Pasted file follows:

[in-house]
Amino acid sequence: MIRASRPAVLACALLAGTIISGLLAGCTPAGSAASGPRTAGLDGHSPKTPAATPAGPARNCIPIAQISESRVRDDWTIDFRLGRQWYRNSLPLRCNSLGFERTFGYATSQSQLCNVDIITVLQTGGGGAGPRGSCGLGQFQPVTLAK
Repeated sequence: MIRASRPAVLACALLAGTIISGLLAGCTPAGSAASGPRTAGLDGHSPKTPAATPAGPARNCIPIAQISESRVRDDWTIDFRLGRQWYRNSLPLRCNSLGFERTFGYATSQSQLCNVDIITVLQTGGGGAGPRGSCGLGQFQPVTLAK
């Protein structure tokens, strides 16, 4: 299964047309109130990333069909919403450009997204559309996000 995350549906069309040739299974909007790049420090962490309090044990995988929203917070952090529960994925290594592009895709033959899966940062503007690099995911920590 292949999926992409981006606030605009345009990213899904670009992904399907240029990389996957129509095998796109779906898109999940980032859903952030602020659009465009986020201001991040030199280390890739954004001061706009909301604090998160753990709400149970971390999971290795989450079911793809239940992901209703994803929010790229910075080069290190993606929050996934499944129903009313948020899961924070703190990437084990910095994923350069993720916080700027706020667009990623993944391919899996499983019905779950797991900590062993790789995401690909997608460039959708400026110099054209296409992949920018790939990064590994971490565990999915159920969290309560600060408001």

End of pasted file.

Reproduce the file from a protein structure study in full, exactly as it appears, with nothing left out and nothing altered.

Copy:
[in-house]
Amino acid sequence: MIRASRPAVLACALLAGTIISGLLAGCTPAGSAASGPRTAGLDGHSPKTPAATPAGPARNCIPIAQISESRVRDDWTIDFRLGRQWYRNSLPLRCNSLGFERTFGYATSQSQLCNVDIITVLQTGGGGAGPRGSCGLGQFQPVTLAK
Repeated sequence: MIRASRPAVLACALLAGTIISGLLAGCTPAGSAASGPRTAGLDGHSPKTPAATPAGPARNCIPIAQISESRVRDDWTIDFRLGRQWYRNSLPLRCNSLGFERTFGYATSQSQLCNVDIITVLQTGGGGAGPRGSCGLGQFQPVTLAK
């Protein structure tokens, strides 16, 4: 299964047309109130990333069909919403450009997204559309996000 995350549906069309040739299974909007790049420090962490309090044990995988929203917070952090529960994925290594592009895709033959899966940062503007690099995911920590 292949999926992409981006606030605009345009990213899904670009992904399907240029990389996957129509095998796109779906898109999940980032859903952030602020659009465009986020201001991040030199280390890739954004001061706009909301604090998160753990709400149970971390999971290795989450079911793809239940992901209703994803929010790229910075080069290190993606929050996934499944129903009313948020899961924070703190990437084990910095994923350069993720916080700027706020667009990623993944391919899996499983019905779950797991900590062993790789995401690909997608460039959708400026110099054209296409992949920018790939990064590994971490565990999915159920969290309560600060408001």